Ruins of Carthage Painting   Save
Ohio History Connection
Description: Robert Seldon Duncanson (1821-1872) painted this work in 1845, early in his career. It was Duncanson's first romantic landscape, a genre for which he would later become well known. It measures 19 by 28 inches (48.26 by 71.12 cm). The painting's alternate title is Light and Shade. Robert S. Duncanson (1821-1871) was born to free black parents in upstate New York. The Duncanson family moved to Canada for a time, but Robert Duncanson came to Cincinnati at the age of 19 and began to exhibit his artwork. Cincinnati was becoming a major western outpost for landscape painting, and in 1861 the Cincinnati Gazette declared Duncanson "the best landscape painter in the west." This was remarkable praise considering the racial attitudes of the time. Duncanson's still-lifes and landscapes earned him generous patronage from many prominent Cincinnatians, including Nicholas Longworth, who commissioned a series of twelve panels for his mansion. Duncanson also received much support from Cincinnati's abolitionists. In 1853, Duncanson traveled to Europe with William Sontag, another Cincinnati artist; the Anti-Slavery League sponsored the trip. View on Ohio Memory.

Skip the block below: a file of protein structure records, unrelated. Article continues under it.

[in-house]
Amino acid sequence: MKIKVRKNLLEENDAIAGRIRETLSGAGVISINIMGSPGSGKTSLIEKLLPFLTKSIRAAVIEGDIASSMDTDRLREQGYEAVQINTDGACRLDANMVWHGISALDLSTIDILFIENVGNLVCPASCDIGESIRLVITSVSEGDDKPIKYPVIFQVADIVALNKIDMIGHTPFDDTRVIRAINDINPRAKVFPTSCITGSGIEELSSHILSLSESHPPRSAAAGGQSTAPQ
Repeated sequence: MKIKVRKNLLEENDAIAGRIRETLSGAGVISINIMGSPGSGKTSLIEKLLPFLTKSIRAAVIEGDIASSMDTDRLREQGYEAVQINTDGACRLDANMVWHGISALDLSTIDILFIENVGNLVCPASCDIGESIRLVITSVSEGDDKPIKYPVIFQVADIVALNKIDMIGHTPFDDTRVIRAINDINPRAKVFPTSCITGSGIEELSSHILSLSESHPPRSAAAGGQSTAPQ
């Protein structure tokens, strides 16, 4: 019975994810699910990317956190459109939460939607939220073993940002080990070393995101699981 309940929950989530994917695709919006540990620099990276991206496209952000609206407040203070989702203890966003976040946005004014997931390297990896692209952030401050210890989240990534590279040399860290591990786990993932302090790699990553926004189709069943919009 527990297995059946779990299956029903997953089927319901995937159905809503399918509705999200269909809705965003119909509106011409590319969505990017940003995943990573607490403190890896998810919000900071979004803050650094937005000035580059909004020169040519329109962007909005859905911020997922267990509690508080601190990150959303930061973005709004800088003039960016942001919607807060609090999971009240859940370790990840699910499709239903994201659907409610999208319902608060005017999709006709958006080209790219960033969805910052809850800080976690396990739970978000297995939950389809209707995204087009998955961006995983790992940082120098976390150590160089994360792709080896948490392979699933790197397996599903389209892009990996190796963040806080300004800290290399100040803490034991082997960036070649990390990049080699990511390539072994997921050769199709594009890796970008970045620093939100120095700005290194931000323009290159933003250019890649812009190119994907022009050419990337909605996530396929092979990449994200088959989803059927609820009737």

Image ID: Om1437_1500368_001
Subjects: Arts and Entertainment; African American Ohioans; Duncanson, Robert S., 1821-1872; Artists
Places: Cincinnati (Ohio); Hamilton County (Ohio)